<!ELEMENT Citation   ( title & text & url)>

The original ordering of the parameters is irrelevant to the 
informational content because each parameter is uniquely named, it is 
only a presentation/encoding restriction to have them be sequential.  
Also, the parameters do not describe the Types of the ingredients, just 
the Role of them in building the recipe.  All of 'title', 'text', and 
'url' could be simple strings:
       <!ELEMENT title    (String)>
       <!ELEMENT text     (String)>
       <!ELEMENT url      (String)>
       <!ELEMENT String   (#PCDATA)*>
Or any of them could have a more complex type.  By separating the two 
types of elements we can 
    Be very explicit about what we are constructing
    Have a great deal of flexibility for reuse of elements 
    Use very simple content models that produce complex structures 

Note that although the '&' is considered complex to implement, this 
particular use of it has the same form as attributes: Parameters are 
unordered and possibly required.

You might have noticed that String cheats: a String does not follow the 
required Recipe pattern of having only parameters in content.  This is a 
convenience shortcut Recipe [OK, and an insanity prevention device], 
which makes putting strings of text into this format more easily.  
Similarly we will probably need to have a shortcut for Lists (sequences) 
of objects:
       <!ELEMENT List     (Recipe)*>

With these additions we have to modify our original description of the 
architectural-form of Recipes to:
   <!ELEMENT   Recipe       (parameter)*>
   <!ELEMENT   StringRecipe (#PCDATA)*>
   <!ELEMENT   ListRecipe   (Recipe)*>
   <!ELEMENT   parameter    (Recipe | StringRecipe | ListRecipe )>

Recipes, DTDs, and DomainModels
Each Recipe builds an object.  What is the type of this object and how 
does it relate to the ELEMENT content model?  I propose (and agree with 
others proposing) that there should be no required connection between the 
rules of a recipe (the DTD) and the rules of the DomainModel objects 
built from that recipe.  Objects can have far more complex relationship 
rules than DTDs can describe and the DTD will either over-constrain or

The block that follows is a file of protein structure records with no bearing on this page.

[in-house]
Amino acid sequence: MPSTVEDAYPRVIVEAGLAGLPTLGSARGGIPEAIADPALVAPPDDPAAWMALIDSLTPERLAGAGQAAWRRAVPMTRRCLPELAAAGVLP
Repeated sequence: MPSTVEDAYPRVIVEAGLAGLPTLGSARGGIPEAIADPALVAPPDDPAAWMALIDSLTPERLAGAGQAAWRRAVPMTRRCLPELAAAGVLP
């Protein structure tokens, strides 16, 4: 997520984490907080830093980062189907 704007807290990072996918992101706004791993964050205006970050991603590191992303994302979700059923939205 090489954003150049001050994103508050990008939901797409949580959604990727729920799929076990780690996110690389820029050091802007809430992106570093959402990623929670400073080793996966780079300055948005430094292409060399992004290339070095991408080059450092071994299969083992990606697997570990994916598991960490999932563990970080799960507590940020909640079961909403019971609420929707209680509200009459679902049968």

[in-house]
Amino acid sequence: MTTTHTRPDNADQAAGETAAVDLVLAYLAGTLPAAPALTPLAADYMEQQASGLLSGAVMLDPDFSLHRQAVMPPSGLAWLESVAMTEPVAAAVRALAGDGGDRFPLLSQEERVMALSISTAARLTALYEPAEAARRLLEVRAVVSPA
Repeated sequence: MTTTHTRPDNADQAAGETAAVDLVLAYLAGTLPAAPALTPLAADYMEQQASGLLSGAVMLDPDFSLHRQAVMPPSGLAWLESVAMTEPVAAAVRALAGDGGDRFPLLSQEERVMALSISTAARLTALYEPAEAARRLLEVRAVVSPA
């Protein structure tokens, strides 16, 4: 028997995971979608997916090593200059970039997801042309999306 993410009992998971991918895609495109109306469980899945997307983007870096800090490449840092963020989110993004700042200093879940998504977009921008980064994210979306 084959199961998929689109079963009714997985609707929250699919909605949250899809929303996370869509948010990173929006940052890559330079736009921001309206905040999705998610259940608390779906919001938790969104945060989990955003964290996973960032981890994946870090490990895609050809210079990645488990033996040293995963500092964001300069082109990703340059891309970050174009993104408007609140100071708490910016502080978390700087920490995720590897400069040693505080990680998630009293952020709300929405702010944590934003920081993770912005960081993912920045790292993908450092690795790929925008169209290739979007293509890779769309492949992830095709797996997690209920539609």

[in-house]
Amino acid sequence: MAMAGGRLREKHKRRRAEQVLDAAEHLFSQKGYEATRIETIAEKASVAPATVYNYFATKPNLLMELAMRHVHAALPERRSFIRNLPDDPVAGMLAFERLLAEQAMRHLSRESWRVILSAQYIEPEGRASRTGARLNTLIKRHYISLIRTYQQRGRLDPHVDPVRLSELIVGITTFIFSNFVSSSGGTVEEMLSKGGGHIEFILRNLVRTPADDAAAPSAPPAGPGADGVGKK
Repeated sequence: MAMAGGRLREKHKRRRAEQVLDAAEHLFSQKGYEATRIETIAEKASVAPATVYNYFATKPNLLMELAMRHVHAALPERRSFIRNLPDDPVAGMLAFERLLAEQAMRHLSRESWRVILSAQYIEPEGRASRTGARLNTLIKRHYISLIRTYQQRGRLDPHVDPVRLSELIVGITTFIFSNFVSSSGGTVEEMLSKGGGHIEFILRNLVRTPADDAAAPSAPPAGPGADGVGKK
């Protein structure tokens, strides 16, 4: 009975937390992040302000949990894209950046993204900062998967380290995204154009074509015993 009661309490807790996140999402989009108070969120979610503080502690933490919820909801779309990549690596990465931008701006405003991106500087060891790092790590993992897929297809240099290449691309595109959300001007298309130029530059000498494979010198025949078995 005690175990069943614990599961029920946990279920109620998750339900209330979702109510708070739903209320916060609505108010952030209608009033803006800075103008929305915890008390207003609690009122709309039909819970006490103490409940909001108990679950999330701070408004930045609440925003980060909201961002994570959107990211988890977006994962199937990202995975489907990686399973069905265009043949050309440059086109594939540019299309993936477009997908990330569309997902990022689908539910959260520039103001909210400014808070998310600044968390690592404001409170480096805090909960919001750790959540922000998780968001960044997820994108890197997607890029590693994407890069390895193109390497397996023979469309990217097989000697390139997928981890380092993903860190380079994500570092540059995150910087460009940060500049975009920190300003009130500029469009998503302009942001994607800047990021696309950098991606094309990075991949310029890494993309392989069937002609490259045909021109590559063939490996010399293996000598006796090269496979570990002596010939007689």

under-constrain the built objects.  

Instead consider the DTD as similar to a UI Form.  You may want to place 
things in a particular order and group them together:
      FirstName   LastName
          FirstName  LastName

But this is a presentation of the (view independent) information model 
that has a person with several attributes and associations in no 
particular order (even children do not need to be explicitly ordered for 
orderings can be derived from [for example] the child's birthdate).  The 
UI/DTD can place constraints (like a SSN has a 123-45-6789 format) but it 
should be very careful about these constraints (what about 99- SSNs) or 
really delegate the responsibility of validation to the DomainModel.  But 
simplified views are still useful.

DTDs can still be used to produce an information model but it should be 
possible to unlink the information model and have it start a more robust 
life of its own (or the dependency reversed).  The Recipes should still 
be useful because they encode the knowledge required to build the 
information independently of how precisely or extensively it is modeled 
(up to a point).  The recipes can live on as the model grows.

And, in a strange circularity, information models are also (obviously) 
information so they can again be encoded as recipes in SGML/XML and used 
as metadata for the domain model.  So although DTDs are not good 
information models, there is nothing stopping SGML/XML from being a good 
encoding for good information models.

mark.fussell at

  i   ChiMu Corporation      Architectures for Information
 h M   info at         Object-Oriented Information Systems
C   u         Architecture, Frameworks, and Mentoring